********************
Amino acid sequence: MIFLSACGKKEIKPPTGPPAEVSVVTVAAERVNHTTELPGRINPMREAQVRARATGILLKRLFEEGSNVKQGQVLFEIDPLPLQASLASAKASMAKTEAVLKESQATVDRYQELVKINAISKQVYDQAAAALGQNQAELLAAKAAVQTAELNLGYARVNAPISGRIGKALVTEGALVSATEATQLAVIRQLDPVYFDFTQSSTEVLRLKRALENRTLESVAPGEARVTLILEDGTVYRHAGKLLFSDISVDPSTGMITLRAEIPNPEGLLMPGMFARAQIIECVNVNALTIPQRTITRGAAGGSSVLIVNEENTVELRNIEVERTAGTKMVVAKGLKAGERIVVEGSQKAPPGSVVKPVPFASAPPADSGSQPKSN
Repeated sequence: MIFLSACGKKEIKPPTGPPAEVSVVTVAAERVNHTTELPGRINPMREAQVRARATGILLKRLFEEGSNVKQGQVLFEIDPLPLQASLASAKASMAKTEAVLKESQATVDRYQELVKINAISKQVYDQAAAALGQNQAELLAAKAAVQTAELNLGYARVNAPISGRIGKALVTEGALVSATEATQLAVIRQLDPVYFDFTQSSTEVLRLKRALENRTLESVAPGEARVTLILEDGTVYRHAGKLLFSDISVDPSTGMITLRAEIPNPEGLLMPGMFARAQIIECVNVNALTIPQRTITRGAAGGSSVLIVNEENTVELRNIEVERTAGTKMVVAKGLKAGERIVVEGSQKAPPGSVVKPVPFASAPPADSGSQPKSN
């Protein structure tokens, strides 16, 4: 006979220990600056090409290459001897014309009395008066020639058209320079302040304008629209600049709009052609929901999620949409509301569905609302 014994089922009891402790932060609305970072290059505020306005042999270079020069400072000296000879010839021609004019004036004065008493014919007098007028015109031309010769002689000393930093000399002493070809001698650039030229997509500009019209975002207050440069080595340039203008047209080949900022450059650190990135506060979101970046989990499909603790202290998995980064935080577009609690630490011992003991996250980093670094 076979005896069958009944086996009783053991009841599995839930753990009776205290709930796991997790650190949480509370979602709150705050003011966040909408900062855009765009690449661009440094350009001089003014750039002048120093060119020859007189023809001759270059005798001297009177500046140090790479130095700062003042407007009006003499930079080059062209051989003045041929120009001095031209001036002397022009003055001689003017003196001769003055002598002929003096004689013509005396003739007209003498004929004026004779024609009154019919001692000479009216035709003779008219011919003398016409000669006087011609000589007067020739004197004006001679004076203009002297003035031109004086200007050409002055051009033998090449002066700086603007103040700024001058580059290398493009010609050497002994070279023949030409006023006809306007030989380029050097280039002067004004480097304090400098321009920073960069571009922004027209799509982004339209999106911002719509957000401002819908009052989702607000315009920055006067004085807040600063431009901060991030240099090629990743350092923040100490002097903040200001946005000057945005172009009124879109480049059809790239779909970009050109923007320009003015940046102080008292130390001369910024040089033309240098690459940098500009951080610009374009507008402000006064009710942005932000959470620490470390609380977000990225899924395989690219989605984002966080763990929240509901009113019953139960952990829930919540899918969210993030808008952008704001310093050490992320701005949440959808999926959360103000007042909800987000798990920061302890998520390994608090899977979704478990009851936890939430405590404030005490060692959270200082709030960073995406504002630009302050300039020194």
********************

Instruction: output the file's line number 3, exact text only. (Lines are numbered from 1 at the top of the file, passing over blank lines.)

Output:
């Protein structure tokens, strides 16, 4: 006979220990600056090409290459001897014309009395008066020639058209320079302040304008629209600049709009052609929901999620949409509301569905609302 014994089922009891402790932060609305970072290059505020306005042999270079020069400072000296000879010839021609004019004036004065008493014919007098007028015109031309010769002689000393930093000399002493070809001698650039030229997509500009019209975002207050440069080595340039203008047209080949900022450059650190990135506060979101970046989990499909603790202290998995980064935080577009609690630490011992003991996250980093670094 076979005896069958009944086996009783053991009841599995839930753990009776205290709930796991997790650190949480509370979602709150705050003011966040909408900062855009765009690449661009440094350009001089003014750039002048120093060119020859007189023809001759270059005798001297009177500046140090790479130095700062003042407007009006003499930079080059062209051989003045041929120009001095031209001036002397022009003055001689003017003196001769003055002598002929003096004689013509005396003739007209003498004929004026004779024609009154019919001692000479009216035709003779008219011919003398016409000669006087011609000589007067020739004197004006001679004076203009002297003035031109004086200007050409002055051009033998090449002066700086603007103040700024001058580059290398493009010609050497002994070279023949030409006023006809306007030989380029050097280039002067004004480097304090400098321009920073960069571009922004027209799509982004339209999106911002719509957000401002819908009052989702607000315009920055006067004085807040600063431009901060991030240099090629990743350092923040100490002097903040200001946005000057945005172009009124879109480049059809790239779909970009050109923007320009003015940046102080008292130390001369910024040089033309240098690459940098500009951080610009374009507008402000006064009710942005932000959470620490470390609380977000990225899924395989690219989605984002966080763990929240509901009113019953139960952990829930919540899918969210993030808008952008704001310093050490992320701005949440959808999926959360103000007042909800987000798990920061302890998520390994608090899977979704478990009851936890939430405590404030005490060692959270200082709030960073995406504002630009302050300039020194």